Lin-Manuel Miranda on Taking 'Hamilton' to Puerto Rico & Stepping Back Into Alexander Hamilton's Shoes

Evan Agostini/Invision/AP
Lin-Manuel Miranda arrives at the Vanity Fair Oscar Party on March 4, 2018 in Beverly Hills, Calif. 

Hamilton is heading to the Caribbean. The show is kicking off its highly anticipated run in Puerto Rico from Jan. 8-27, 2019, at the Teatro UPR in San Juan. The three-week stint's proceeds will benefit Lin-Manuel Miranda's nonprofit, Flamboyan Arts Fund, which aims to strengthen arts and education in Puerto Rico, especially following the devastation of Hurricane Maria.

This production of Hamilton (which will still be performed in English) holds a particularly special place in Miranda's heart: It marks the second time an Actors’ Equity touring production will head to the island his parents are from, the first of which was the actor and composer's own production of In the Heights. And the Puerto Rican run nods to Alexander Hamilton's own story: The founding father was born in the Caribbean and left for the U.S. after writing an account of a hurricane that devastated St. Croix.

Billboard chatted with Miranda, as he partnered with American Express both in bringing Hamilton to Puerto Rico and to support Small Business Saturday (Nov. 24), about everything from returning to the star role he created to his Puerto Rican roots and how art heals.

It must feel amazing to shed light on two places that have had an effect on your life with American Express.

Absolutely. This is sort of the first time I’ve ever done anything like a commercial endorsement. I’ve been approached by companies, and I’m like, "That sounds cool, but I don’t really use that thing that you’re asking me to promote." I use AmEx all the time and I was always a fan of the commercials in particular, because I feel like they are tailored to the creative people that they highlight, whether it’s Tina Fey or Wes Anderson or Martin Scorsese. So that felt like wonderful, wonderful company to be in. To be able to work on them with projects that are dear to my heart -- my first musical, In the Heights, was about local businesses in my neighborhood. You’re not going to find a subject more dear to my heart than Small Business Saturday, a day when we decide to do our Christmas shopping locally and support local businesses. They were on the front lines of creating Small Business Saturday, and I’m thrilled to help promote that. They are helping with this Hamilton Puerto Rico thing, which in a lot of ways is the most ambitious thing that we’ve done. Three weeks of shows, our goal is nothing less than to raise money for arts organizations in Puerto Rico that have been left behind in recovery efforts and artists. They’ve been instrumental in helping with that.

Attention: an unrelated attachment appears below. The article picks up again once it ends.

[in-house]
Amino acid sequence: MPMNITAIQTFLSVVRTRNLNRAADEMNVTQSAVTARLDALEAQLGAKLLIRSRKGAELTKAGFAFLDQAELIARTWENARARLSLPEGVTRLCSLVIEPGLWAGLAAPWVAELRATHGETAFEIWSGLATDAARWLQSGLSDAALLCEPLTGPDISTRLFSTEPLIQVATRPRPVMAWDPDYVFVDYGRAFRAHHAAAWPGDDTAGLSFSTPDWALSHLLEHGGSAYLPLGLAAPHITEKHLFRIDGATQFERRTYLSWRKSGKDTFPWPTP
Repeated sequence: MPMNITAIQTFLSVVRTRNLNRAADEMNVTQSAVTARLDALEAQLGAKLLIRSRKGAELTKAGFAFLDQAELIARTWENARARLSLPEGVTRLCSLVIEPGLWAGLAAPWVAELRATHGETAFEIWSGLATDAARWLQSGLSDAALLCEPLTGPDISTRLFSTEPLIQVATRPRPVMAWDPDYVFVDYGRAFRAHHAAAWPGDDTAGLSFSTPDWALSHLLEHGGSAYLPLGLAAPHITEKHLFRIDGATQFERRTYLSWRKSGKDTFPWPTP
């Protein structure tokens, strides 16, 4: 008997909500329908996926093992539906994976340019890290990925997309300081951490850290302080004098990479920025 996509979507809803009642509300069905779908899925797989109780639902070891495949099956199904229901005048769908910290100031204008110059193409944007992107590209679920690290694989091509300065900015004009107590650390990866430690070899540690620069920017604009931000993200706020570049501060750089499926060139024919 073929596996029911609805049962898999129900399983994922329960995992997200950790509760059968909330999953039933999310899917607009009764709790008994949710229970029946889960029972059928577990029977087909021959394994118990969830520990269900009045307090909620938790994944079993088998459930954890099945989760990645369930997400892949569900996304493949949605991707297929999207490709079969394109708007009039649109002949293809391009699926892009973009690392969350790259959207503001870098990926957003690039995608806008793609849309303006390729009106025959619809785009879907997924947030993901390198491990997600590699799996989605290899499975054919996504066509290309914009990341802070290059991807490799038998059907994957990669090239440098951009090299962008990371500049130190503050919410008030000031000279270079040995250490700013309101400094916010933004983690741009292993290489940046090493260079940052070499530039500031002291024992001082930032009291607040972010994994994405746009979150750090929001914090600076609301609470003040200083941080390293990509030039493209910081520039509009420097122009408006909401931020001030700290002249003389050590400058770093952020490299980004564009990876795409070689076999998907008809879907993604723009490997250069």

How do you feel art can help in times of crisis?

Even before the hurricane and everything -- Puerto Rico is one of the greatest exporters of artists, given how small the island is. We gave the world Luis Fonsi, Ricky Martin, Rita Moreno ... Arts are what help us feel whole. In the wake of Maria, the worst hurricane in Puerto Rico’s history, our stories are important. The way artists help us process Maria and its aftermath and the stories that are not told -- artists are going to be the ones who tell those stories in a way that resonates beyond the headlines and beyond the newspaper reports. The work that will come out of this terrible thing will help make sure people won’t forget. 

And now bringing Hamilton to Puerto Rico adds to that focus on the importance of the arts in general.

I think the thing that first grabbed me about Alexander Hamilton when I was reading his biography and made me fall in love with this as a subject for a musical was that he was from the Caribbean. He was born in Nevis, grew up in St. Croix. I saw a lot of parallels between him and my father. The other sort of poetic circle that we’re closing is that he left because of a hurricane in St. Croix. We mention it in the opening number of the show. A hurricane destroyed St. Croix and he wrote an account of it. You talk about artists and their importance -- he wrote an account of the hurricane that was so well-written, that people on the island took up a collection to send him to get his education in the colonies, which meant a boat from St. Croix to New York. The fact that we can tell that story in the Caribbean again, there’s an incredible poetic justice.

You’re reprising your role as Alexander Hamilton.

I always knew I’d do that!

Do you have a new outlook on it?

I don’t know, I’m not quite there yet. You can ask me again in January! I’m nervous, but what I try to remind myself is when I was doing the show in the middle of 2016 and it was so crazy and it was getting attention and people I was a huge fan of were suddenly in the audience and there were lines outside for us … the most peaceful three hours of my day were the three hours onstage playing Hamilton. It’s the only time in my life where I only have one job. My job was to play Hamilton and live his life through the musical. It sounds weird, but I’m looking forward to the relaxation of just playing the part.

Do you think the people of Puerto Rico will connect with the play in a different way than you’ve seen in Broadway audiences?

I hope so. I went to visit Puerto Rico a couple of weeks ago and I showed up at an event, and this group of kids started to sing the opening number to me. Their ring leader, I found out, was this guy who happened to be their English teacher using Hamilton to teach English in his classes. It’s so deep over there, the pride they have in the show and the pride they have in me, who has such a connection to the island. I feel so proud, and my only job is to get onstage and give them everything I have.


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